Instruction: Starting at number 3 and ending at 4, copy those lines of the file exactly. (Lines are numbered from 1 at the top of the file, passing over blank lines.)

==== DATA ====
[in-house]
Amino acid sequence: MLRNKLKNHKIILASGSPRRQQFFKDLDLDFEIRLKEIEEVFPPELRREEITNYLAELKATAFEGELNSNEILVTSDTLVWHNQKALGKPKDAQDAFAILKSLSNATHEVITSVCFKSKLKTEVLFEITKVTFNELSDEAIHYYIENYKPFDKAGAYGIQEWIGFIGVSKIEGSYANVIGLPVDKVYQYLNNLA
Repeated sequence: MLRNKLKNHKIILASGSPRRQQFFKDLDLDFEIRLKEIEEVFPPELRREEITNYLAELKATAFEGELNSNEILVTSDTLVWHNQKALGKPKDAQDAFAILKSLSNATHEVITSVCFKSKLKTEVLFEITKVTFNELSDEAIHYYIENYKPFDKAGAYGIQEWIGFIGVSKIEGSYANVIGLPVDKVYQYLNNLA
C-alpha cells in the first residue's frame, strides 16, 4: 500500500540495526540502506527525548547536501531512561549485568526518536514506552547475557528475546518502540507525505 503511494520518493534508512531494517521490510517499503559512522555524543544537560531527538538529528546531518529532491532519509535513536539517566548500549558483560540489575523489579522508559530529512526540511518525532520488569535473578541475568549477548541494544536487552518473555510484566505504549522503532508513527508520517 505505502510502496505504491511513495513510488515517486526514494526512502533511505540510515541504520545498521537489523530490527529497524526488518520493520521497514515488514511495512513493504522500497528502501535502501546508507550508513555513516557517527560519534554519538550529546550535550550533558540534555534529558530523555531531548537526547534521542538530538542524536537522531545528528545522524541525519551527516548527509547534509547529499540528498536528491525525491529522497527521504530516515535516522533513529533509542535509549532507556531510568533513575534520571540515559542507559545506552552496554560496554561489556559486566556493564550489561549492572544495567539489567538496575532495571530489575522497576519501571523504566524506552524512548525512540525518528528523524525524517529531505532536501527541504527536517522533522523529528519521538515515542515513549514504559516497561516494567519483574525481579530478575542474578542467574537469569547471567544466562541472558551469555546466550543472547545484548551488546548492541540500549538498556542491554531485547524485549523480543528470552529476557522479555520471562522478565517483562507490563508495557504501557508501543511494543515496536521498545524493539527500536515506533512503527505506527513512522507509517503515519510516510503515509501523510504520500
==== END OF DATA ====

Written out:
Repeated sequence: MLRNKLKNHKIILASGSPRRQQFFKDLDLDFEIRLKEIEEVFPPELRREEITNYLAELKATAFEGELNSNEILVTSDTLVWHNQKALGKPKDAQDAFAILKSLSNATHEVITSVCFKSKLKTEVLFEITKVTFNELSDEAIHYYIENYKPFDKAGAYGIQEWIGFIGVSKIEGSYANVIGLPVDKVYQYLNNLA
C-alpha cells in the first residue's frame, strides 16, 4: 500500500540495526540502506527525548547536501531512561549485568526518536514506552547475557528475546518502540507525505 503511494520518493534508512531494517521490510517499503559512522555524543544537560531527538538529528546531518529532491532519509535513536539517566548500549558483560540489575523489579522508559530529512526540511518525532520488569535473578541475568549477548541494544536487552518473555510484566505504549522503532508513527508520517 505505502510502496505504491511513495513510488515517486526514494526512502533511505540510515541504520545498521537489523530490527529497524526488518520493520521497514515488514511495512513493504522500497528502501535502501546508507550508513555513516557517527560519534554519538550529546550535550550533558540534555534529558530523555531531548537526547534521542538530538542524536537522531545528528545522524541525519551527516548527509547534509547529499540528498536528491525525491529522497527521504530516515535516522533513529533509542535509549532507556531510568533513575534520571540515559542507559545506552552496554560496554561489556559486566556493564550489561549492572544495567539489567538496575532495571530489575522497576519501571523504566524506552524512548525512540525518528528523524525524517529531505532536501527541504527536517522533522523529528519521538515515542515513549514504559516497561516494567519483574525481579530478575542474578542467574537469569547471567544466562541472558551469555546466550543472547545484548551488546548492541540500549538498556542491554531485547524485549523480543528470552529476557522479555520471562522478565517483562507490563508495557504501557508501543511494543515496536521498545524493539527500536515506533512503527505506527513512522507509517503515519510516510503515509501523510504520500